Here is a great French lentils recipe, ideal for a wholesome, quick meal - serving up both plenty of vegetable-based protein, fresh vegetables, and herbs, and with a hint of bacon to add in a whole other dimension as well. Plus the oak-aged Chardonnay wine does wonders to both the aroma and flavor absorbed into the lentils...
The recipe given below is suitable for four ample servings, but plan your ingredient quantities according to your needs.
We will need for the preparation and cooking time approximately ninety minutes.
The ingredients that we’ll need for our recipe are as follows:
We start our preparation by thoroughly washing the lentils, and very carefully screening them for small stones and gravel.
Afterwards we put the lentils in a pot and add a lot of cold water, one of the three cloves of garlic, the two bay leaves, and an ample pinch of salt.
Cover the pot and let the lentils boil on a low setting, until the lentils soften while we’re stirring often and adding hot water, if and when needed.
Keep in mind that you’ll want to boil the lentils for the last five minutes with the sauce (see below) - so do not over-boil the lentils.
Remove them from the flame five minutes prior to how you would like their texture to be, so slightly harder than normal.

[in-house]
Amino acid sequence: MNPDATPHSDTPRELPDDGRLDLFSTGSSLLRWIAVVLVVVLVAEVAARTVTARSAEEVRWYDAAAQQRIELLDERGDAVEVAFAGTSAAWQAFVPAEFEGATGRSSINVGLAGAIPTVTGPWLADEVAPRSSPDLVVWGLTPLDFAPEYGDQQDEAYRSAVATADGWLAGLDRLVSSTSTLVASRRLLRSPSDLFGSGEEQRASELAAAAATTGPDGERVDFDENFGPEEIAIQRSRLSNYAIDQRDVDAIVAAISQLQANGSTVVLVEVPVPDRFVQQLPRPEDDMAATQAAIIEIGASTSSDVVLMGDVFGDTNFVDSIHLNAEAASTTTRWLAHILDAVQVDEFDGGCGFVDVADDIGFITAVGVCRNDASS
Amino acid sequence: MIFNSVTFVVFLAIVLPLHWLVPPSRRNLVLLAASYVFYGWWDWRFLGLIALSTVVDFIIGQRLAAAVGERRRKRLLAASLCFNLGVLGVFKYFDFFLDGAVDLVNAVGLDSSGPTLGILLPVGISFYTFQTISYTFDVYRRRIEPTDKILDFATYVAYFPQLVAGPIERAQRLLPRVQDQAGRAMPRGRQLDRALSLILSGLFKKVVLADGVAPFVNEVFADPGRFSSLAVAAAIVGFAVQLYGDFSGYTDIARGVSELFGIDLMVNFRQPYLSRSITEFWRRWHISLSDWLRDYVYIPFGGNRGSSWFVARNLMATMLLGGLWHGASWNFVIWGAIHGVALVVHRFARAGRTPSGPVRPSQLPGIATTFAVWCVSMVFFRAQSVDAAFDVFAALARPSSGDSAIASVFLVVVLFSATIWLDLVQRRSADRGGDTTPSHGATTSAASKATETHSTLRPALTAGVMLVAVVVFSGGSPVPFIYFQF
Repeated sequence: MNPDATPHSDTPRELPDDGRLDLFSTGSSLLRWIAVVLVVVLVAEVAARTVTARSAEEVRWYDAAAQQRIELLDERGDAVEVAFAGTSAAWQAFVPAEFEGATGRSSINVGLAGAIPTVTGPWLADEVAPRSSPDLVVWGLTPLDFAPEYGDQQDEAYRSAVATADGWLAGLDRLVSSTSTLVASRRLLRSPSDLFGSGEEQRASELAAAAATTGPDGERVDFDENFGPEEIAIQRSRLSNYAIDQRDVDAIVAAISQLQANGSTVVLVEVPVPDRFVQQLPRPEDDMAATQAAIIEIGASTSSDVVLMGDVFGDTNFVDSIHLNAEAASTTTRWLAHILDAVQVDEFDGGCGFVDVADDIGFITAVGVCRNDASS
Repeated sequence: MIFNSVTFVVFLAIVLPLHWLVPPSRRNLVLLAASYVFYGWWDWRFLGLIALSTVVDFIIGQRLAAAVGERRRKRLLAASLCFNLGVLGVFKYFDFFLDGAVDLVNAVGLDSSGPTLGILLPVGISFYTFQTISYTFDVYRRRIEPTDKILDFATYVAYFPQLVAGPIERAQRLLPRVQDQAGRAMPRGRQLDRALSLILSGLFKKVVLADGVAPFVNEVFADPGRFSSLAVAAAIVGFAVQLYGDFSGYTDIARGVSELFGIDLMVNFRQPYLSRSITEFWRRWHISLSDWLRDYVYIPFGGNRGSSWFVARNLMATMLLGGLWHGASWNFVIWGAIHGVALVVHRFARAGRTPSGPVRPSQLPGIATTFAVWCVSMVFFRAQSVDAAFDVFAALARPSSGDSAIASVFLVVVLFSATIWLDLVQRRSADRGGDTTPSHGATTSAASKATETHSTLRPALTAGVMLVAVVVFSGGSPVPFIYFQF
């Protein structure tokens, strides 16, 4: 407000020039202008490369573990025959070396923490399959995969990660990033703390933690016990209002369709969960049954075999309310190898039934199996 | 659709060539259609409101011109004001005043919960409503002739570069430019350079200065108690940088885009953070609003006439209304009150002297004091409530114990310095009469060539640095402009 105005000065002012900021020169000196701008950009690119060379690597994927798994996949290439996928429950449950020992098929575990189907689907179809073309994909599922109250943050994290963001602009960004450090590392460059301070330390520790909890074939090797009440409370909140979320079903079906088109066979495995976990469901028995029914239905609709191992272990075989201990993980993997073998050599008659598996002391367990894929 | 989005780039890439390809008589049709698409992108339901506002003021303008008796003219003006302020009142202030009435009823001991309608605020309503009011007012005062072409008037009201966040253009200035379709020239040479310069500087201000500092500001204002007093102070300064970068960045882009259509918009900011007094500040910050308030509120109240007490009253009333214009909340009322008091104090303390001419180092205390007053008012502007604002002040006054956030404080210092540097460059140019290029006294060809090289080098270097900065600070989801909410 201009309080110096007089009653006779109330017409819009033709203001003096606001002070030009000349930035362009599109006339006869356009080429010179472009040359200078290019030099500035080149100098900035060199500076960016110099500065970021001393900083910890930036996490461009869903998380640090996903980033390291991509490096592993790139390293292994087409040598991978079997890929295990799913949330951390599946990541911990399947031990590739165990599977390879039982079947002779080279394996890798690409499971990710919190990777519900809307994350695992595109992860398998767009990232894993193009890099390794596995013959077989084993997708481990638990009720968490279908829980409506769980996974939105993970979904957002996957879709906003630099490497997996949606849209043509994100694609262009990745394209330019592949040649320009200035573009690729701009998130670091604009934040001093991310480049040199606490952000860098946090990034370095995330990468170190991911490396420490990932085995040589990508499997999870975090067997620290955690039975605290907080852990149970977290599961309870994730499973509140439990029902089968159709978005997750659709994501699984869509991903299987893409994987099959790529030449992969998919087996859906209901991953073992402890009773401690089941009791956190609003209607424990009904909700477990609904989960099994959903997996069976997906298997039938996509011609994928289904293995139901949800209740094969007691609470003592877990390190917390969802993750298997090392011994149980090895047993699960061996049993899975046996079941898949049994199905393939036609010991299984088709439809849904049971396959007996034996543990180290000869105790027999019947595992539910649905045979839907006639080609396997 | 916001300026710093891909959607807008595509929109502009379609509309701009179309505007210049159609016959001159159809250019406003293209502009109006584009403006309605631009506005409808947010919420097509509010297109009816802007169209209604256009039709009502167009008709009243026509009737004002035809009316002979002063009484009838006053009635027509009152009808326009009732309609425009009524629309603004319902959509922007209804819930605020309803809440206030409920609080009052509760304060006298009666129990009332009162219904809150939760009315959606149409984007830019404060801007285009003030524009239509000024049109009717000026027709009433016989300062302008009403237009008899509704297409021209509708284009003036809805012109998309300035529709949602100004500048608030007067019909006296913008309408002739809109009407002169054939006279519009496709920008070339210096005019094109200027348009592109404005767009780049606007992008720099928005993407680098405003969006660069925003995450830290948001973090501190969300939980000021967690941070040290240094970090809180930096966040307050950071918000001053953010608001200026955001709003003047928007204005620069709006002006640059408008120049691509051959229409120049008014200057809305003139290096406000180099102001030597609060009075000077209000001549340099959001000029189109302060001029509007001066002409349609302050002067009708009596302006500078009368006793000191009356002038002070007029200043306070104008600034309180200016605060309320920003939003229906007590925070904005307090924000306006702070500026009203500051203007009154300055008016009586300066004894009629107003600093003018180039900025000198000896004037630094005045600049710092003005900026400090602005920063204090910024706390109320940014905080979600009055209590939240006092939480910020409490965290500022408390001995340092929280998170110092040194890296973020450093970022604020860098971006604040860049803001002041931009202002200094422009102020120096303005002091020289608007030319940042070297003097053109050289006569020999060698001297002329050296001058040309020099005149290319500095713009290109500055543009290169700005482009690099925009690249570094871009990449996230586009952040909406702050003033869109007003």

When the lentils are ready to be removed, we pour the pot of lentils into a strainer over the kitchen sink, and then quickly rinse the lentils in cold water to 'firm up'.
Then we can leave them to the side as we focus on the sauce...
To make the sauce, we start by grating the carrot and onion.
Finely chop the other two cloves of garlic, the hot pepper, the bacon, and the parsley.
As for the rosemary sprig, simply remove the rosemary leaves from the stem and add them into the mix of ingredients.
Put on the fire a frying pan with three table spoons of olive oil to heat, then add the chopped onions, bacon, carrots, hot pepper, rosemary leaves.
Saute the mixture on a low flame for several minutes - take off the stove before they start to brown.
Add the cup of dry white wine (Chardonnay) and keep boiling until it starts evaporating (which is what gives it the desired taste and aromas), add the chopped onions and the salt, as needed.
Stir. And keep boiling the sauce for approximately fifteen more minutes.
Returning our attention to the lentils, we first need to scoop out the bay leaves.
We add the strained lentils to the sauce pan, and then as we mentioned earlier, we now boil the sauce and lentils together for five more minutes.
Finally, we add salt and pepper, as needed.
You add the chopped parsley, two table spoons of olive oil, stir several times and switch off the fire.
The french lentils can be served hot or cool.
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